The elephant that is R22
Anyone with air-conditioning equipment more than about five years old could be in for a nasty shock after the end of this year. Richard Cooper explains why.
For anyone who has never heard the expression ‘an elephant in the room’ it refers to a massive issue that everyone is aware of — but no-one is talking about.
For all involved in the commercial built environment, the replacement of R22 refrigerant is just such an elephant. Whilst the subject is exercising air-conditioning and refrigeration companies, few beyond those sectors realise that they may well face serious problems with their equipment after the end of this year.
Air-conditioning equipment that is more than five years old will almost certainly be using R22. Properly maintained units can go on working for years, but owners may be shocked to find that they cannot get their systems fixed from January 2010 because R22 is not available.
This could leave buildings without heating and cooling, with hard-pressed companies facing the immediate cost of unscheduled replacement or having to buy high-priced reclaimed R22— if they can find it.
R22 has been identified as having ozone-depleting potential so the use of virgin R22 will be banned from January 2010. This means that any system will have to rely on reclaimed gas for routine maintenance or emergencies until its outright ban in 2015.
However, the latest information from the BRA (British Refrigeration Association) highlights how little R22 is being reclaimed and points to severe shortages come 2010. Most of the reclaimed R22 is also already spoken for by other industrial sectors, such as the petrochemical and refrigeration industries.
That’s why we at Mitsubishi Electric are on a mission to highlight the R22 problem so that we can allow building owners to start preparing now.
There are four basic choices, and owners need to be aware that reclaimed R22 is already increasing in price and may be in seriously short supply when needed.
This is where the first option of direct-replacement or ‘drop-in’ refrigerants may help. These have been developed to drop into an R22 system to keep the air conditioning going for the short term.
However, each individual system is different, and it is impossible to tell whether this will work for yours, or how effective it will be until you get to the stage where you actually need to use it. Recent tests also indicate that direct-replacement refrigerants can hinder performance; in some cases they have even caused complete mechanical failure.
For cash rich companies, the second option offers a much better solution, especially if they can plan properly for the replacement of air conditioning and also make sure that they offset the expenditure against their annual tax bill under the Government’s Enhanced Capital Allowance (ECA) Scheme. I say much better because VRF air conditioning has come on in leaps and bounds in the last five years and seriously outperforms R22 systems in terms of efficiency, running cost and control, so it would certainly be worth starting the conversation on when to schedule replacement.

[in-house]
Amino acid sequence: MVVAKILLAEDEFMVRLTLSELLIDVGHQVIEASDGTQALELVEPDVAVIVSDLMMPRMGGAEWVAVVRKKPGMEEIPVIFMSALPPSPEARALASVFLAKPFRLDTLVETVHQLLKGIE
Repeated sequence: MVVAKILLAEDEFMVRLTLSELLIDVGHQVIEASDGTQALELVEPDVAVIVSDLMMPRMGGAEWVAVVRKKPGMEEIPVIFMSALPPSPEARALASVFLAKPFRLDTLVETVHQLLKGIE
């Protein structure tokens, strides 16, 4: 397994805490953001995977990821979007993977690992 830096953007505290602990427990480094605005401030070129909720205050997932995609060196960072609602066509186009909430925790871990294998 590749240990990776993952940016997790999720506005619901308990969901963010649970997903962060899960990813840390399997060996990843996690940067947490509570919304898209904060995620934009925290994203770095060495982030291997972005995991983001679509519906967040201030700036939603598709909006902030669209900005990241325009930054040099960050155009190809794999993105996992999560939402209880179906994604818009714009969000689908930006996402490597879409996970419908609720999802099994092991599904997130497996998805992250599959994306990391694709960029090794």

Although it will cost in the short term, the ECA scheme can help. You will also get reduced running costs of 50% or more and far greater control of your internal temperatures. Systems are available that heat and cool at the same time and also use excess heat to provide your building’s hot water. You may therefore find that you can remove that old boiler system at the same time.
Few businesses are likely to be able to plan for such capital expenditure in this current climate so the third option — replacement technology — could provide hope for many.
Replacement technology can allow you to keep all the existing pipework and even wiring to avoid disruption and downtime, whilst still benefiting from advanced technology. We have developed an audit tool that can help companies decide if such replacement is the right solution for their building.
With replacement, old indoor and outdoor units are replaced with modern R410A systems after the existing pipework has been specially cleaned and prepared. The work takes days rather than weeks and can avoid removing existing ceilings and minimise disruption.
This approach still allows companies to take advantage of the huge savings in running costs that modern systems can offer, whilst still qualifying for the ECA scheme.
As for a fourth option … well there really isn’t one because ignoring things and hoping the problem will not happen is simply not a sensible business solution.
Anyone planning to put their head in the sand and hope that their maintenance supplier can somehow find some reclaimed gas (from a reputable supplier) and has suitably qualified engineers on hand really could end up surrounded by elephant droppings!
Richard Cooper is a national marketing manager of Mitsubishi Electric, which is running a series of free seminars on R22 at its Hatfield headquarters. Visit the web site below to find out more and book your space.